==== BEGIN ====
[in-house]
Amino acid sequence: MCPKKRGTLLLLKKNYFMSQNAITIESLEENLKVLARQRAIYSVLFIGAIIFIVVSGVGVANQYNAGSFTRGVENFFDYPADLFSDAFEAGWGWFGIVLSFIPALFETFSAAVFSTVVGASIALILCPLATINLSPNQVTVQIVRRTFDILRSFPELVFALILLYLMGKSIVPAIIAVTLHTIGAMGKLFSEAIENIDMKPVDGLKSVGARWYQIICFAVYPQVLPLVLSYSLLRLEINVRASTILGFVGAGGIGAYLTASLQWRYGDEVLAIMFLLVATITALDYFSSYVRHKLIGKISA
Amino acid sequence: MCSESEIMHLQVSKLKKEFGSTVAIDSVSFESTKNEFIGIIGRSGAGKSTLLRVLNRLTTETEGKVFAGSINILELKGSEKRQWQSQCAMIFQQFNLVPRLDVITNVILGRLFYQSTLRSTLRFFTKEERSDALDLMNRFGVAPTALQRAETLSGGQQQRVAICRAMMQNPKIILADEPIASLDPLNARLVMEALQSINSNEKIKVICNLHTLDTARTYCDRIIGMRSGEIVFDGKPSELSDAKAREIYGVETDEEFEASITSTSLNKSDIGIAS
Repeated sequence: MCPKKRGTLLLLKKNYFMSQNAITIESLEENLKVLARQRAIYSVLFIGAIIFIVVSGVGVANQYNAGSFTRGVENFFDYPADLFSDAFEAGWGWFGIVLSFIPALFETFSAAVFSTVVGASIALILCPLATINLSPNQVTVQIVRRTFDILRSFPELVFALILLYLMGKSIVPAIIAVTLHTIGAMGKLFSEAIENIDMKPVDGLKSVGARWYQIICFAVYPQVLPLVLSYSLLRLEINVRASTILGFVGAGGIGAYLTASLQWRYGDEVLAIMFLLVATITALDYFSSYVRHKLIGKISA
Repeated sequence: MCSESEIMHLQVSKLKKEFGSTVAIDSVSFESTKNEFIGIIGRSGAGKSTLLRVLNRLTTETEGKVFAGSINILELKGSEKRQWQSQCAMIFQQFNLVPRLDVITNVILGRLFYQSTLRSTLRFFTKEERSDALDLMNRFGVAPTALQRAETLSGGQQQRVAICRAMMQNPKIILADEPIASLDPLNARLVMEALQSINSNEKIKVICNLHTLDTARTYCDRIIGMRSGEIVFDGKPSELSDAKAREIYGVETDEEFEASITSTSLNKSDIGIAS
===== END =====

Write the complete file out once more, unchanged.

[in-house]
Amino acid sequence: MCPKKRGTLLLLKKNYFMSQNAITIESLEENLKVLARQRAIYSVLFIGAIIFIVVSGVGVANQYNAGSFTRGVENFFDYPADLFSDAFEAGWGWFGIVLSFIPALFETFSAAVFSTVVGASIALILCPLATINLSPNQVTVQIVRRTFDILRSFPELVFALILLYLMGKSIVPAIIAVTLHTIGAMGKLFSEAIENIDMKPVDGLKSVGARWYQIICFAVYPQVLPLVLSYSLLRLEINVRASTILGFVGAGGIGAYLTASLQWRYGDEVLAIMFLLVATITALDYFSSYVRHKLIGKISA
Amino acid sequence: MCSESEIMHLQVSKLKKEFGSTVAIDSVSFESTKNEFIGIIGRSGAGKSTLLRVLNRLTTETEGKVFAGSINILELKGSEKRQWQSQCAMIFQQFNLVPRLDVITNVILGRLFYQSTLRSTLRFFTKEERSDALDLMNRFGVAPTALQRAETLSGGQQQRVAICRAMMQNPKIILADEPIASLDPLNARLVMEALQSINSNEKIKVICNLHTLDTARTYCDRIIGMRSGEIVFDGKPSELSDAKAREIYGVETDEEFEASITSTSLNKSDIGIAS
Repeated sequence: MCPKKRGTLLLLKKNYFMSQNAITIESLEENLKVLARQRAIYSVLFIGAIIFIVVSGVGVANQYNAGSFTRGVENFFDYPADLFSDAFEAGWGWFGIVLSFIPALFETFSAAVFSTVVGASIALILCPLATINLSPNQVTVQIVRRTFDILRSFPELVFALILLYLMGKSIVPAIIAVTLHTIGAMGKLFSEAIENIDMKPVDGLKSVGARWYQIICFAVYPQVLPLVLSYSLLRLEINVRASTILGFVGAGGIGAYLTASLQWRYGDEVLAIMFLLVATITALDYFSSYVRHKLIGKISA
Repeated sequence: MCSESEIMHLQVSKLKKEFGSTVAIDSVSFESTKNEFIGIIGRSGAGKSTLLRVLNRLTTETEGKVFAGSINILELKGSEKRQWQSQCAMIFQQFNLVPRLDVITNVILGRLFYQSTLRSTLRFFTKEERSDALDLMNRFGVAPTALQRAETLSGGQQQRVAICRAMMQNPKIILADEPIASLDPLNARLVMEALQSINSNEKIKVICNLHTLDTARTYCDRIIGMRSGEIVFDGKPSELSDAKAREIYGVETDEEFEASITSTSLNKSDIGIAS